Monday, 27 August 2012

MALNUTRITION: DRC: More help needed to control livestock disease outbreak

Photo: Ann Weru/IRIN
A young goat affected by PPR (file photo)
KINSHASA, 22 August 2012 (IRIN) - The Ministry of Agriculture in the Democratic Republic of Congo has called for more support to control an epidemic of peste des petits ruminants (PPR), a contagious viral disease that has already killed tens of thousands of goats and sheep.

Prosper Kabambi, head of the animal health department at the ministry, told IRIN that there needs to be more control of animal movements; he said goats and sheep were still transiting through Kikwit, the capital of Bandundu Province, where the outbreak is centred, without being checked for the disease. 

"The mayor of Kikwit ordered a ban on uncontrolled entry and exit, but it's hard to say this is strictly applied," he said. "People give a bit of money to the police and their animals are allowed to pass." 

Kikwit is a regional hub; it is on the main road from the capital, Kinshasa, to the northern province of Equateur and the western Kasai provinces. 

In June, the United Nations Food and Agriculture Organization (FAO) said this PPR outbreak was “the worst livestock epidemic in the country in more than 10 years”, and warned that, left unchecked, it could cross over into southern African countries that have never been affected. 

Kabambi said that a plan for mass vaccination of goats is now being urgently revised. FAO has agreed to fund free vaccinations for a half a million goats at a cost of US$500,000. The mass vaccination was to have started on 11 August but has been postponed while more up-to-date information is collected on the extent of the outbreak.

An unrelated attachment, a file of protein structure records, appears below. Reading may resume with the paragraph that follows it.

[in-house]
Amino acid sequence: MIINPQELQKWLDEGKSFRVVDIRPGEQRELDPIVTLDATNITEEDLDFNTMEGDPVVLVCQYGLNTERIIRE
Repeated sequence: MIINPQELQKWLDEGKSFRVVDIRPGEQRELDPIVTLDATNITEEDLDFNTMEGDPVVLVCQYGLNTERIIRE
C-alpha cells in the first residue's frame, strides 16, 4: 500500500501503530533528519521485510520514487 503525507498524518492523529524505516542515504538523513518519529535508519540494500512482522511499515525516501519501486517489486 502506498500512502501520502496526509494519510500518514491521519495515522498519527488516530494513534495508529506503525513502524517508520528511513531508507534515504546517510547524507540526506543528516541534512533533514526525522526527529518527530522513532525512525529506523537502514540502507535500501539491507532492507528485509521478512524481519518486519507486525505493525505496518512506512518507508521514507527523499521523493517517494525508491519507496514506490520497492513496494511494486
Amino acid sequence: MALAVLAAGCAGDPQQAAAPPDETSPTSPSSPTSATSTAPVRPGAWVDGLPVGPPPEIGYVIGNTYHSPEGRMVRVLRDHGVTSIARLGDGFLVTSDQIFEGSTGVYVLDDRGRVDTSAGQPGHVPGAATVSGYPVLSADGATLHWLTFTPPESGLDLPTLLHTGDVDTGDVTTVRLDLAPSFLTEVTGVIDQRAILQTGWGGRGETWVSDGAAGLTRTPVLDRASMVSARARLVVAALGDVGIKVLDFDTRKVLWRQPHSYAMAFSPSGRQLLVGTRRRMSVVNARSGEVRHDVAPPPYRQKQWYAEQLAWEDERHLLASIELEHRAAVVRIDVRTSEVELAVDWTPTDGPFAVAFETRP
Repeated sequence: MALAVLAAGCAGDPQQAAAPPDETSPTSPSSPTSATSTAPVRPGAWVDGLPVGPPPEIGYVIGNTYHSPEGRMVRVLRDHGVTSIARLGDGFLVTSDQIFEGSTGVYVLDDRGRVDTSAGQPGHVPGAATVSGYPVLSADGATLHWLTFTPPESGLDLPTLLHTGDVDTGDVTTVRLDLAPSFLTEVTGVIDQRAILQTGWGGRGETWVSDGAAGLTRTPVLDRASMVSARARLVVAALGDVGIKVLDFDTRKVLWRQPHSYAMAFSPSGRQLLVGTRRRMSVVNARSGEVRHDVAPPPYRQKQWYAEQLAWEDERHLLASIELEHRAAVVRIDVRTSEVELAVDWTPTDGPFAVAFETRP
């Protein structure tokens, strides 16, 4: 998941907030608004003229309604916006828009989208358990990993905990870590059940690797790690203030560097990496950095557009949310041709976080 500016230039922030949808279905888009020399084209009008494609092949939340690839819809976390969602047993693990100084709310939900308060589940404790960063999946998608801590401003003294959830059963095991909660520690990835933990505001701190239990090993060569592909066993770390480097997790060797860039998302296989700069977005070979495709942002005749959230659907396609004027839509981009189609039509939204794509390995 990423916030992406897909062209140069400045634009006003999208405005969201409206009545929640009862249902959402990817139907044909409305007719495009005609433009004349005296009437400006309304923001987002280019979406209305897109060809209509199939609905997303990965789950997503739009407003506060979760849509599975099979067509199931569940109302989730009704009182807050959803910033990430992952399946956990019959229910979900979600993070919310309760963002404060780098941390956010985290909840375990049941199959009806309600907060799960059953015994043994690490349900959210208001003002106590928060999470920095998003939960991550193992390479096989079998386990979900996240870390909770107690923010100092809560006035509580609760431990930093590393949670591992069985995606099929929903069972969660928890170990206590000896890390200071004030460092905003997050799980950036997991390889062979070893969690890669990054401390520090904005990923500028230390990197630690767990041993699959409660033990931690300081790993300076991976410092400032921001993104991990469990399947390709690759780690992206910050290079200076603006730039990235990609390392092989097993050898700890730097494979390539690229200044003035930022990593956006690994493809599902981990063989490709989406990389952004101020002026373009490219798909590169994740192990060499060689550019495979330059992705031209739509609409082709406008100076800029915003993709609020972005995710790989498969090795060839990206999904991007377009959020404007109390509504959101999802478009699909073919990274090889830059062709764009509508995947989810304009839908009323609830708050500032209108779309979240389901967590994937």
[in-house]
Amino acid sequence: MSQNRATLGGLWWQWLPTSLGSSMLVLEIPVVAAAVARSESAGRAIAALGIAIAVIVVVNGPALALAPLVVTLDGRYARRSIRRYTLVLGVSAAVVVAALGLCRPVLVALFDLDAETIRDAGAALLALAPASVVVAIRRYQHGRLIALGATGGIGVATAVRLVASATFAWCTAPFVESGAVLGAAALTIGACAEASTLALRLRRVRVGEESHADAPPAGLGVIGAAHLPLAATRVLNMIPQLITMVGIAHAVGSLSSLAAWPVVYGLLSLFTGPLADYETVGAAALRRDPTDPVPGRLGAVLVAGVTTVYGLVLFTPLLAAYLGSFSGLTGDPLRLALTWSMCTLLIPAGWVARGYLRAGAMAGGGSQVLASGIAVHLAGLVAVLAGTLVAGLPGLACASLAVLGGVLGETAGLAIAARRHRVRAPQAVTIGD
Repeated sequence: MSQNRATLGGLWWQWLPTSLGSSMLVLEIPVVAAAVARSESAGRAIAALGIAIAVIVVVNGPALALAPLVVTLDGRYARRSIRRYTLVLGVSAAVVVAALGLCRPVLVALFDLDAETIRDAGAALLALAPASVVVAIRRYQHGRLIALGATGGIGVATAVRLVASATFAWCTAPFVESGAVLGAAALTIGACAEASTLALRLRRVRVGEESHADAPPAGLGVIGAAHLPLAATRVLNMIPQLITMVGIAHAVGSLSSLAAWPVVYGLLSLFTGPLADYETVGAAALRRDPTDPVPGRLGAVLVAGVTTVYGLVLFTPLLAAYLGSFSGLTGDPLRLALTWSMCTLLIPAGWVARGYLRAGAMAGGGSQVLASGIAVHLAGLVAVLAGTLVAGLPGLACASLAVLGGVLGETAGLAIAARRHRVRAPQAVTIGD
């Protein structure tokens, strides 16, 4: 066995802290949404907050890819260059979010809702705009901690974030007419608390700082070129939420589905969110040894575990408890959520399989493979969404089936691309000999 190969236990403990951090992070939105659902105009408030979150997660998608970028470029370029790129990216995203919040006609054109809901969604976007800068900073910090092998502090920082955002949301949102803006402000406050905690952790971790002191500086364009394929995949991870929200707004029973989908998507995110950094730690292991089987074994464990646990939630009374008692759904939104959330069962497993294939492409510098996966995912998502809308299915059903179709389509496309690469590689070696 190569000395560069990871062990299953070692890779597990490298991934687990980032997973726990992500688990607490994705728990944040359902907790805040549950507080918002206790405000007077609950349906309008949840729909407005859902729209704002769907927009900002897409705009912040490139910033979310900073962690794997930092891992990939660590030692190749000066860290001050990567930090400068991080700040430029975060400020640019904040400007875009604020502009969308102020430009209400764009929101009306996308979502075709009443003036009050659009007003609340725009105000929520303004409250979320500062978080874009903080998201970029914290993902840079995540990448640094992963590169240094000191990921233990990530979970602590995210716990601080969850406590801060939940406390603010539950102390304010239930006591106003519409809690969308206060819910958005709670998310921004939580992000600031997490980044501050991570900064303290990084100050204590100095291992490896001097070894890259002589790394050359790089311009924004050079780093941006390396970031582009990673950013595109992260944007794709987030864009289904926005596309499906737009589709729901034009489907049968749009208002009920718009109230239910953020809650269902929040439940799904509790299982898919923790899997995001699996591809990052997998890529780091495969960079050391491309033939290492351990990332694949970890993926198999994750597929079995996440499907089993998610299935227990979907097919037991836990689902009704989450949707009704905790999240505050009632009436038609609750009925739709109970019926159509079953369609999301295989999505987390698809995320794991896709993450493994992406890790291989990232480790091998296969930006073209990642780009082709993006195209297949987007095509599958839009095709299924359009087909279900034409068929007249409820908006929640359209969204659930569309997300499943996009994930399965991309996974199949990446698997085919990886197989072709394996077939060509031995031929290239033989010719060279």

"The initial idea was to vaccinate goats in a sanitary cordon around the contaminated area, but the disease has now spread to so many places that we are planning to target certain areas instead of a cordon." 

Millions at risk 

The epidemic was declared in May, but the virulence of the outbreak was already evident in 2011. "People have been talking about the disease since December, but for months the government did nothing," said Didier Mboma, a journalist based in Kikwit. 

Official figures suggest that 24,000 goats had died of the disease in the territory of Masi-Manimba - one of nine territories in Bandundu Province - in the six months leading up to February. Since then, the death toll among goats has been revised upwards to more than 100,000. Sheep, which are not numerous in Bandundu, have also been dying. 

The government has said that a million goats are at risk, but that figure could be an underestimate. "We thought there were only 560,000 goats in Masi-Manimba, but our latest information suggests there were more than a million," said Kabambi. "Farmers tend to underreport their animals to avoid tax." 

In the past month, some Congolese sources, including Roger Penekoko, a provincial official, and Leopold Mulumba, head of the veterinary laboratory in Kinshasa, have said the disease is stabilizing in Masi-Manimba. Kabambi said this meant the disease had peaked in the territory, but it would continue to kill goats, particularly newborns, which have no immunity.